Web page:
Good morning,

Sterling has a steadier day, but future still uncertain

UK markets had a semblance of stability yesterday as sterling licked its wounds after failing to break post-Brexit lows for the first time since the referendum. Although the UK currency and UK equities rose yesterday, both are far from erasing the sharp losses suffered since the vote. This is particularly evident in UK banking shares, some of the hardest hit in the sell-off from the past few days, where Barclays and RBS shares rose modestly but still have a circa 25% gap to reclaim before turning flat.

UK political quagmire far from over

It would be foolish to assume that this modicum of stability in FX markets means the worst is over – it’s perfectly natural for a protracted sell-off in any financial asset to pause for a breather before resuming a longer decline. The political quagmire in Westminster is going to do little to reassure sterling anytime soon, so the next cues for currency volatility are likely to come from the Bank of England who, if the UK experiences a protracted slowdown, could embark on new stimulus measures (rate cuts, QE) as soon as August this year and weaken the pound further.

Similarly in Europe, the euro looked slightly firmer yesterday, with European banking shares stabilising amid expectations of government support for Italian banks via their €40 billion bailout fund. Italian banks have been notorious for their lack of stability in the post-crisis Eurozone, so €40 billion should be seen as a plaster for a bullet wound as opposed to a panacea for Mediterranean finance.

Asian markets fare better as Japan expected to provide policy support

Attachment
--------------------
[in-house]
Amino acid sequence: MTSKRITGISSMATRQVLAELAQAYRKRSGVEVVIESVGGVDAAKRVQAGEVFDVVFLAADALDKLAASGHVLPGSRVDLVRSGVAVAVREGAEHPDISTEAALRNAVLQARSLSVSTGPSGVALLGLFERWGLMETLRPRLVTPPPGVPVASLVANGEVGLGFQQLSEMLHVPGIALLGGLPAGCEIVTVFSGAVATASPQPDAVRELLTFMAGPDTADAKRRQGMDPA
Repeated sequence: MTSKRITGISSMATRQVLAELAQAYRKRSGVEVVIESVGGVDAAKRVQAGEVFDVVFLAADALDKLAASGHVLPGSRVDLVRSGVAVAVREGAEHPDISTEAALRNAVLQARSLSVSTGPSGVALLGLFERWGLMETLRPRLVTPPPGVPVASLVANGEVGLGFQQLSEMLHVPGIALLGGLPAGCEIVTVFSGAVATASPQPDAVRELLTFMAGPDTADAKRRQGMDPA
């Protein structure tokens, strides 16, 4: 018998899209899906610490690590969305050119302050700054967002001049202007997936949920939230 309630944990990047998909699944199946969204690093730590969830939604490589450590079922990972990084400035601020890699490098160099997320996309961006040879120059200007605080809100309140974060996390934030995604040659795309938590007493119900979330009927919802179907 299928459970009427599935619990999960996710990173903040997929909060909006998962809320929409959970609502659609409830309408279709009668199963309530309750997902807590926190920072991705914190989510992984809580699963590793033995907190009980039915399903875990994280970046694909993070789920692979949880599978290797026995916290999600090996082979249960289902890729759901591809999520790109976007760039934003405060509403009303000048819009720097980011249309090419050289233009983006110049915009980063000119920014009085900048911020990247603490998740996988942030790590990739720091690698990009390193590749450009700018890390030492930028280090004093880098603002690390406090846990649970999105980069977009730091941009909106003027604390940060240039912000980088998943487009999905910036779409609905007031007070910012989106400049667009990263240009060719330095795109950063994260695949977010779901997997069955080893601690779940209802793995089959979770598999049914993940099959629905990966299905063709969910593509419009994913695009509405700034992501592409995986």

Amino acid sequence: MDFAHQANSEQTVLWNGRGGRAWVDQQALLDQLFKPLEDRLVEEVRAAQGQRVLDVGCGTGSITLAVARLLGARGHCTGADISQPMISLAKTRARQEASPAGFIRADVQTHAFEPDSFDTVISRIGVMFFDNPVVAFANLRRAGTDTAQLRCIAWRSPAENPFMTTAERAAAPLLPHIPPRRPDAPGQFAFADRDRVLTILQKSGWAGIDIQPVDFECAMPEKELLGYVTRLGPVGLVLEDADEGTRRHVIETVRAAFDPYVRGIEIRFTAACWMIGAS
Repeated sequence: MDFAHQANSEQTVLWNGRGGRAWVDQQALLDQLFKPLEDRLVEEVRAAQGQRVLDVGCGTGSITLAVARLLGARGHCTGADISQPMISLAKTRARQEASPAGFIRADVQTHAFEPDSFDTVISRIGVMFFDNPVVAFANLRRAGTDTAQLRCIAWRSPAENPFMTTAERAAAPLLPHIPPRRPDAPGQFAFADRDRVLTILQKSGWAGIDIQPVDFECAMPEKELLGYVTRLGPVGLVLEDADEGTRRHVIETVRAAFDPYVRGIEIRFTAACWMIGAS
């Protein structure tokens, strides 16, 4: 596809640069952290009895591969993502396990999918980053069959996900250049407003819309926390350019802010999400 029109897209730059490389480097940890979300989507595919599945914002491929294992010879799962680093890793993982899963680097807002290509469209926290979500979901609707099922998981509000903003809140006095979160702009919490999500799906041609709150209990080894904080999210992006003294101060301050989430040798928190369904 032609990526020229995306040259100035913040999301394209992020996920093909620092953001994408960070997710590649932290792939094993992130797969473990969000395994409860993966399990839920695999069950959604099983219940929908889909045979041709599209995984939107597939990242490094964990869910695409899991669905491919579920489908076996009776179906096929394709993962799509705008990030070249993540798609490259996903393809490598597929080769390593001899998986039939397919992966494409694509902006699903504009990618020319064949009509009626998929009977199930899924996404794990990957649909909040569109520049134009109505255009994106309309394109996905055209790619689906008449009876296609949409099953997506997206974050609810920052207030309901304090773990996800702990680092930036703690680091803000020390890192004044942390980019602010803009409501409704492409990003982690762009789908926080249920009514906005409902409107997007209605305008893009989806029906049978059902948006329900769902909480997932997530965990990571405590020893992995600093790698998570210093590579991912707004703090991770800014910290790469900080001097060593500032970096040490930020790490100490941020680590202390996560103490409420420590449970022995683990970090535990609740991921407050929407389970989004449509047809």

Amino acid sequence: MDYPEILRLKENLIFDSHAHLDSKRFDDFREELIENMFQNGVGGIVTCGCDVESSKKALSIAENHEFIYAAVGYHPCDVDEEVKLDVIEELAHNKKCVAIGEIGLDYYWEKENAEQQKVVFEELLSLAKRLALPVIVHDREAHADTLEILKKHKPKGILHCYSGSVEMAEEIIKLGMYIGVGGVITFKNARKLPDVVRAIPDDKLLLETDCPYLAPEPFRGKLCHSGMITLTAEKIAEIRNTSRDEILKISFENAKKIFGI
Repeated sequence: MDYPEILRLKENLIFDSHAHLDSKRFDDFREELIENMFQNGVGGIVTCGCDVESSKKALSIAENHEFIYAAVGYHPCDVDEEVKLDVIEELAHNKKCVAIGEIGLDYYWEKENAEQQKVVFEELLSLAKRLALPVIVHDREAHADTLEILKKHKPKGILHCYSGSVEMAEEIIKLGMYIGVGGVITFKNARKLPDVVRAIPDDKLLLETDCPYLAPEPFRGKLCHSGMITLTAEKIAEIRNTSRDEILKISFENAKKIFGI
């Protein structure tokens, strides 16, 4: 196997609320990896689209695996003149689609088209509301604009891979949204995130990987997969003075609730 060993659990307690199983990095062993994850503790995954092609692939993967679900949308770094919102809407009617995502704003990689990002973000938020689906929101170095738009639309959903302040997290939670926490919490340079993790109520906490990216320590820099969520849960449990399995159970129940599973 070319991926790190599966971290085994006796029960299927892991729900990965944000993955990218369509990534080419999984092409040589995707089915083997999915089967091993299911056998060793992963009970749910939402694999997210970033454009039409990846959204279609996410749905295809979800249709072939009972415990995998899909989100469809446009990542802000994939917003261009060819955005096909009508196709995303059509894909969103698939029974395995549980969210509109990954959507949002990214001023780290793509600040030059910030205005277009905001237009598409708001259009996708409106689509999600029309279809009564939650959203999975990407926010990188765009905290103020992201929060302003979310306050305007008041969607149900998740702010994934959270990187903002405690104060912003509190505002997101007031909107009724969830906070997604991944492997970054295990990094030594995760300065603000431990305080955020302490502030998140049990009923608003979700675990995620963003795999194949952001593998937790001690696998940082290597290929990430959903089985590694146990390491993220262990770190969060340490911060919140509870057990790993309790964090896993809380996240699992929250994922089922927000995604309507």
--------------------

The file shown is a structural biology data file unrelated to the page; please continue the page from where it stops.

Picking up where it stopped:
Globally, Asian markets have been far more effective at shrugging off the Brexit contagion, as Japanese and Chinese markets rose for the first time in three days. Japan has benefited from front-page rumours of further stimulus from the Bank of Japan and the Japanese government. Such a purchase program is well-worn ground for the Japanese and will do little to reassure investor confidence in a post-central bank intervention world. Nonetheless, the yen weakened against the US dollar, bringing the currency pair further away from the 100.00 danger zone.

US rate cut now seen as more likely than a rate hike

Brexit contagion is far from over, however. The US dollar has been a safe haven over the past few days, rising sharply against both the euro and sterling. It’s clear that this capital isn’t flowing into US equities but into bonds and treasuries, pressing their yields lower and forcing the market to now price in a 10% chance of a rate cut in November as opposed to a rate hike from the Federal Reserve.

Have a great day.